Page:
t least 7% of women in South Africa married or were in a civil union before they reached the age of 18.
Some of them were even married by the age of 15.
Most of these child marriages, according to the latest report on child marriages released by the UN Children’s Fund (Unicef ), took place in rural areas.
While 7% may seem like a fraction compared with countries such as Malawi, where child marriage rates are as high as 62%, local women and children’s rights activists believe the figure is the tip of the iceberg.
They say child marriages in many parts of South Africa are an accepted norm, and they are rarely reported.
Sizani Ngubane, founder of the Rural Women’s Movement, told City Press that, in rural areas, people believed that when a girl reached puberty she was ready to be a wife.
Ngubane, who has been at the forefront of the war against the abduction of girls who are then forced into marriage (known as ukuthwala) in southern parts of KwaZulu-Natal, said: “Girls are seen as commodities that can be sold to the highest bidder in rural areas.
“I am not sure whether it is poverty that drives parents to give away their daughters to older men, or pure evil exercised by men who see young girls as sex slaves. The [7%] figure mentioned in the report doesn’t even come close to reflecting the situation on the ground,” she said.
Ngubane said that although ukuthwala seemed to have died down over the past three years, many girls were still being forced to marry older men.
“There seems to be a common trend where girls are forced to marry men who take their virginity. What is worrying about this is that, sometimes, the girls, because they have been deflowered by that person, are forced to marry their rapists,” Ngubane said.
Ngubane’s statement is in line with the findings of a survey conducted by World Vision in Umzimkulu in KwaZulu-Natal recently. The survey found that young girls were being pressured into marriage with older men because they had been deflowered by them.
World Vision researchers surveyed 40 married girls between the ages of 14 and 18 from two local high schools. They found that a majority of them married because they had visited their boyfriends and lost their virginity. Their spouses were between eight and 20 years older than them.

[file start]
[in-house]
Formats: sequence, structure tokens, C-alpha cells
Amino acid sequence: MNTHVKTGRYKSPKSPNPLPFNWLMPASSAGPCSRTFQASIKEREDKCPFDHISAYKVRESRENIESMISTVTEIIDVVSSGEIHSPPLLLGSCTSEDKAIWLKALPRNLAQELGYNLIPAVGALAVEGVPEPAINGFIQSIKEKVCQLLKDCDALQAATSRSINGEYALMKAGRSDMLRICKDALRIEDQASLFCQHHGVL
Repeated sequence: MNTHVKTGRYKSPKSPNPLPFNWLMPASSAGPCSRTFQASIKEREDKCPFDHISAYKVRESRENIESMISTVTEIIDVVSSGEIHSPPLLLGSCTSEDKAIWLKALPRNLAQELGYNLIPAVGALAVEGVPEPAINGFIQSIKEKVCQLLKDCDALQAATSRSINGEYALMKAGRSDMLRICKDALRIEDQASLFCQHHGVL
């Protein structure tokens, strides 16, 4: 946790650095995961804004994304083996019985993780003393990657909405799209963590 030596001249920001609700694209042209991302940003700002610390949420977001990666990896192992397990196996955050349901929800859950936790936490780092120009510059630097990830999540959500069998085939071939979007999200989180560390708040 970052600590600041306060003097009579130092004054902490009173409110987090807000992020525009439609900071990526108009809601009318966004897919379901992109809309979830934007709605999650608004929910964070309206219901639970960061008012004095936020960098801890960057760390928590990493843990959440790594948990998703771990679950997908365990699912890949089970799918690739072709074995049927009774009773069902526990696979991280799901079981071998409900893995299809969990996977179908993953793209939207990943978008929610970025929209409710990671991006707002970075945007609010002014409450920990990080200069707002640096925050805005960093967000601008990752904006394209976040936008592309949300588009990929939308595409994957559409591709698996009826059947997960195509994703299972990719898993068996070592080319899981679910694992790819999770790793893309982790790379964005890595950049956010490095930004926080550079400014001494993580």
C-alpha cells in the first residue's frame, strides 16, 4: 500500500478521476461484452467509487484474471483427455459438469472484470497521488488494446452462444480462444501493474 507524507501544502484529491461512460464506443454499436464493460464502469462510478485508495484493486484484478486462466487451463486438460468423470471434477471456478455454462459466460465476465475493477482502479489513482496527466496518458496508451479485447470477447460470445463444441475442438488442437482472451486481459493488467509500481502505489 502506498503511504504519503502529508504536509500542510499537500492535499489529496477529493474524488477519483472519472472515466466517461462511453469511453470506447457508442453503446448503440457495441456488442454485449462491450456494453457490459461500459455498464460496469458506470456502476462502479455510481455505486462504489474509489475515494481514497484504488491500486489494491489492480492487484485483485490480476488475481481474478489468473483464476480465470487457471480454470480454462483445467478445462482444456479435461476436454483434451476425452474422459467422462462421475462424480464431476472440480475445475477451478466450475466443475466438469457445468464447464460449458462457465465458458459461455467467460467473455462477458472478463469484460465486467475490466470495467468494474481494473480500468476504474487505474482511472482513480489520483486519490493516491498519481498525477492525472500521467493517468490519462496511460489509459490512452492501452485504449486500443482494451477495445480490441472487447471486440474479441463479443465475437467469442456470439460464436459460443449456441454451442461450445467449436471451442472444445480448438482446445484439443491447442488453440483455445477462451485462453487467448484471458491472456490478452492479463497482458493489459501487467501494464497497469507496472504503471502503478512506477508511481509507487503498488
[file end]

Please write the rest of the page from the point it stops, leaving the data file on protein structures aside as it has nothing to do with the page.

Child marriage is a problem worldwide, but Southeast Asia and sub-Saharan African countries seem to be the worst affected. The Unicef report said 15 million girls were married off every year, which translates into 41 000 every day.
The report also indicates that child marriage is associated with many harmful consequences, including early pregnancy, HIV infection, an increased school dropout rate, gender-based violence and a greater likelihood of poverty.
Ngubane said the Rural Women’s Movement had noted similar circumstances within the areas it worked.
“The likelihood of a child bride remaining in school is very slim, and her age and circumstances surrounding her marriage make her vulnerable to emotional, sexual and physical abuse,” she said.
Karabo Ozah, an attorney at the Centre for Child Law, agreed.
“Research has shown that girl children who marry at an early age are very likely to drop out of school,” she said.
“Their safety and wellbeing are jeopardised, exposing them to health risks and violence.”
Ozah said that although child marriage was difficult to police, government could tighten legislation and criminalise child and forced marriages.
“The Centre for Child Law is aware that this issue goes beyond the need for legislative amendments.
“But there need to be more strategic and directed advocacy campaigns that inform communities of the dangers and legal consequences of child marriages, and address the factors that drive parents and families to give out girl children to child marriages,” said Ozah.